The Human and Environmental Tragedy in Zimbabwe Must End

GLOBE-Net - Britain’s Prime Minister Gordon Brown summed it up in no uncertain terms this week. Commenting on the spread of cholera from the once jewel of Africa into neighbouring countries, Brown noted this is now an international rather than a national emergency because the systems of government in Zimbabwe are in no state capable or willing of protecting its people.

“International because - not least in the week of the 60th anniversary of the universal declaration of human rights - we must stand together to defend human rights and democracy, to say firmly to Mugabe that enough is enough,” he said.

Zimbabwe’s crumbling economy and the collapse of all health services have driven millions into neighbouring South Africa, many suffering through the gravest stages of cholera an illness that causes severe diarrhea and dehydration. Thousands have already died, though ’official’ figures from the administration of Zimbabwe’s government tightly controlled by long time ruler Robert Mugabe are likely to be vastly understated.

Cholera, which is spread through contaminated water and food, is the latest in Zimbabwe’s humanitarian and economic crisis, where sewage and health-care systems have collapsed and food is scarce.

The cholera problem first began in Zimbabwe’s capital, Harare, where in 2005 the Mugabe government embarked on Operation Restore Order, an urban renewal program that involved the destruction by bulldozers of the homes or businesses of 700,000 mostly poor supporters of the opposition, thereby adding to the numbers of people without shelter, food, healthcare or jobs.

Rural Zimbabwe also suffered the consequences of environmental mismanagement. Deforestation, soil erosion, land degradation, air and water pollution, wildlife destruction by poachers seeking ’bush meat’ to feed their families, and poor mining practices leading to toxic waste and heavy metal pollution have all taken their toll on what once was the most beautiful natural environments in the world. Recent reports of anthrax breaking out amongst cattle farmers have emerged, with no treatment services available.

Farmers in Zimbabwe once grew enough food not only to feed the country, also enough to export. The country was known as “the breadbasket of southern Africa.”

President Robert Mugabe seized much of the nation’s farmland and exiled white and foreign farmers from the country labelling them as “enemies of the state.” This resulted in severe famine and prolonged degradation of once fertile farmlands that were given over to landless party loyalists.

Rules designed to halt the export of basic commodities, including beans, cooking oil, milk and flour, in an effort to alleviate domestic shortages have only exacerbated Zimbabwe’s domestic economic woes, which likely will remain until the political situation in the country is resolved.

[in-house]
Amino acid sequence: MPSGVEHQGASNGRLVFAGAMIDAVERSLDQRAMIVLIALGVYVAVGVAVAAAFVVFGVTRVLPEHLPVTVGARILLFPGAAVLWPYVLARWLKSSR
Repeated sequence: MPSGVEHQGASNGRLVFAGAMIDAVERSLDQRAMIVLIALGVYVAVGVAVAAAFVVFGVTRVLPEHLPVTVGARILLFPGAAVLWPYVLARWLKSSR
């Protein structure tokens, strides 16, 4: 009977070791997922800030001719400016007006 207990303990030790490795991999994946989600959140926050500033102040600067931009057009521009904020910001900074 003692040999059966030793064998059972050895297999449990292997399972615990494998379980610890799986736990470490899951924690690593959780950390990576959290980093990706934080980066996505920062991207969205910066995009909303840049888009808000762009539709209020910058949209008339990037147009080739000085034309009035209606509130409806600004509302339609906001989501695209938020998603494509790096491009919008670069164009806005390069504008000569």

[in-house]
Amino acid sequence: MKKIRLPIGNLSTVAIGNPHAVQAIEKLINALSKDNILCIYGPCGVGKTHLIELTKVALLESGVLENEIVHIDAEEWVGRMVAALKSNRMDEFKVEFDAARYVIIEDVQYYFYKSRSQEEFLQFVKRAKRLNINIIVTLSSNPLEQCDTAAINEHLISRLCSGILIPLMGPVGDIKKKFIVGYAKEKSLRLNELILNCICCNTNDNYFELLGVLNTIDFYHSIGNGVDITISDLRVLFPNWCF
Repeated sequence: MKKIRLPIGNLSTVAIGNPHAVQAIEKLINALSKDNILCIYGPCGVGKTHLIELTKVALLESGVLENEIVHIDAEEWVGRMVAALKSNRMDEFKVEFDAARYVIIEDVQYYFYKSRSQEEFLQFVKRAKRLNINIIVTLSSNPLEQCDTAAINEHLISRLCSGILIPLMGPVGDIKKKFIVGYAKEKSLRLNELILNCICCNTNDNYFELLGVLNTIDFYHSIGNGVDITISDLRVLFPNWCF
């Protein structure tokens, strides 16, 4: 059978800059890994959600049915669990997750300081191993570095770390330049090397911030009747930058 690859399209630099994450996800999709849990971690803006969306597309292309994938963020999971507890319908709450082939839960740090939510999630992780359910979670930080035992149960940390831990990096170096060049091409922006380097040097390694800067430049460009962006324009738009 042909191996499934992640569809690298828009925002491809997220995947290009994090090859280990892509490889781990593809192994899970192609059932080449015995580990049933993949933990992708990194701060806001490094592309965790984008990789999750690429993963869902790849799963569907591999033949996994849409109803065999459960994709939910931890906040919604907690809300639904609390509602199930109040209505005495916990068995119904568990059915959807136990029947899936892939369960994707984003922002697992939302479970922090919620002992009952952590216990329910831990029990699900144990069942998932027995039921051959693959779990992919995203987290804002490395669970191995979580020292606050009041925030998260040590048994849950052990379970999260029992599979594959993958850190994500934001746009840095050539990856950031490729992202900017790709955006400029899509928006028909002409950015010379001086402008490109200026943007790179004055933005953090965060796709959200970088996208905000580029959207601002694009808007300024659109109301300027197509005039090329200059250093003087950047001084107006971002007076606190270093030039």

Nobel Peace Prize laureate and Archbishop Emeritus of Cape Town Desmond Tutu speaking this week to Dutch television on the need to remove President Mugabe - by force if necessary - said “He has destroyed a wonderful country. A country that used to be a bread basket – it has now become a basket case.”

The political unrest and the impacts of collapsing basic services are simply adding to the environmental stress being experienced by Zimbabwe due to climate change.

All of Central and Southern Africa is experiencing dramatic changes in weather patterns due to changing climatic impacts associated with global warming. Zimbabwe’s two largest cities, Harare and Bulawayo, are experiencing “water stress” with residents experiencing frequent water cuts and low water pressure. The country has seen a decline in rainfall of nearly five percent since 1990.

The humanitarian and environmental crises in the country are closely linked; one cannot be resolved in isolation from the other. And as the rainy season approaches, further deaths from starvation and cholera are a certainty, as will be the continued onslaught of the country’s forests and wildlife.

Former U.S. President Jimmy Carter, who along with former U.N. Secretary-General Kofi Annan and Graca Machel, wife of former South Africa President Nelson Mandela were recently denied entry visas to visit Zimbabwe, issued a statement noting that “After almost three decades of governmental corruption, mismanagement and oppression, Zimbabwe has become a basket case, an embarrassment to the region and a focus of international concern and condemnation”.

Ironically, this week Zimbabwe marked its 29th National Tree Planting Day since it was launched by President Robert Mugabe in 1980. The nation’s Minister of Environment and Tourism Francis Nhema said “an average of 5 million trees have been planted every year giving a total of 140 million trees.” However few of these trees have survived the ravages of weather, fire, termites, livestock and human damage.

A photo essay on the situation in Zimbabwe is available here.

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